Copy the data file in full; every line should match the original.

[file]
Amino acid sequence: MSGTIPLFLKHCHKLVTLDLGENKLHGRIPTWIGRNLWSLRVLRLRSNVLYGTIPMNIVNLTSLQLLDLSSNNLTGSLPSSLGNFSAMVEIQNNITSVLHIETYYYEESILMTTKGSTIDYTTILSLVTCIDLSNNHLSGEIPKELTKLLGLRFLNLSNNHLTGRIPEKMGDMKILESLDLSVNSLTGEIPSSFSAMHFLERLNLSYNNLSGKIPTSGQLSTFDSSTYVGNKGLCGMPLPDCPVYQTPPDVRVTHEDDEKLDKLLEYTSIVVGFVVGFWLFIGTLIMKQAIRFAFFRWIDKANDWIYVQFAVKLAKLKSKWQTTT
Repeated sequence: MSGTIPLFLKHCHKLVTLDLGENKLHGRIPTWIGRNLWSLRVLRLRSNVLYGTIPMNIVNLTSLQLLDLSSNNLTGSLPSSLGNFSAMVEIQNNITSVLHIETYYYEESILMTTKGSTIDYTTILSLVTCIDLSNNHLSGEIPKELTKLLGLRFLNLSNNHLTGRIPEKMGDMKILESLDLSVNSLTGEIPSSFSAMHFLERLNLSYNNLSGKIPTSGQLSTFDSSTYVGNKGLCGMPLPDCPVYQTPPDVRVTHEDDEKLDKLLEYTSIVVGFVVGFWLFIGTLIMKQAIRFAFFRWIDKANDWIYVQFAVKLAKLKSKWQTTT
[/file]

Amino acid sequence: MSGTIPLFLKHCHKLVTLDLGENKLHGRIPTWIGRNLWSLRVLRLRSNVLYGTIPMNIVNLTSLQLLDLSSNNLTGSLPSSLGNFSAMVEIQNNITSVLHIETYYYEESILMTTKGSTIDYTTILSLVTCIDLSNNHLSGEIPKELTKLLGLRFLNLSNNHLTGRIPEKMGDMKILESLDLSVNSLTGEIPSSFSAMHFLERLNLSYNNLSGKIPTSGQLSTFDSSTYVGNKGLCGMPLPDCPVYQTPPDVRVTHEDDEKLDKLLEYTSIVVGFVVGFWLFIGTLIMKQAIRFAFFRWIDKANDWIYVQFAVKLAKLKSKWQTTT
Repeated sequence: MSGTIPLFLKHCHKLVTLDLGENKLHGRIPTWIGRNLWSLRVLRLRSNVLYGTIPMNIVNLTSLQLLDLSSNNLTGSLPSSLGNFSAMVEIQNNITSVLHIETYYYEESILMTTKGSTIDYTTILSLVTCIDLSNNHLSGEIPKELTKLLGLRFLNLSNNHLTGRIPEKMGDMKILESLDLSVNSLTGEIPSSFSAMHFLERLNLSYNNLSGKIPTSGQLSTFDSSTYVGNKGLCGMPLPDCPVYQTPPDVRVTHEDDEKLDKLLEYTSIVVGFVVGFWLFIGTLIMKQAIRFAFFRWIDKANDWIYVQFAVKLAKLKSKWQTTT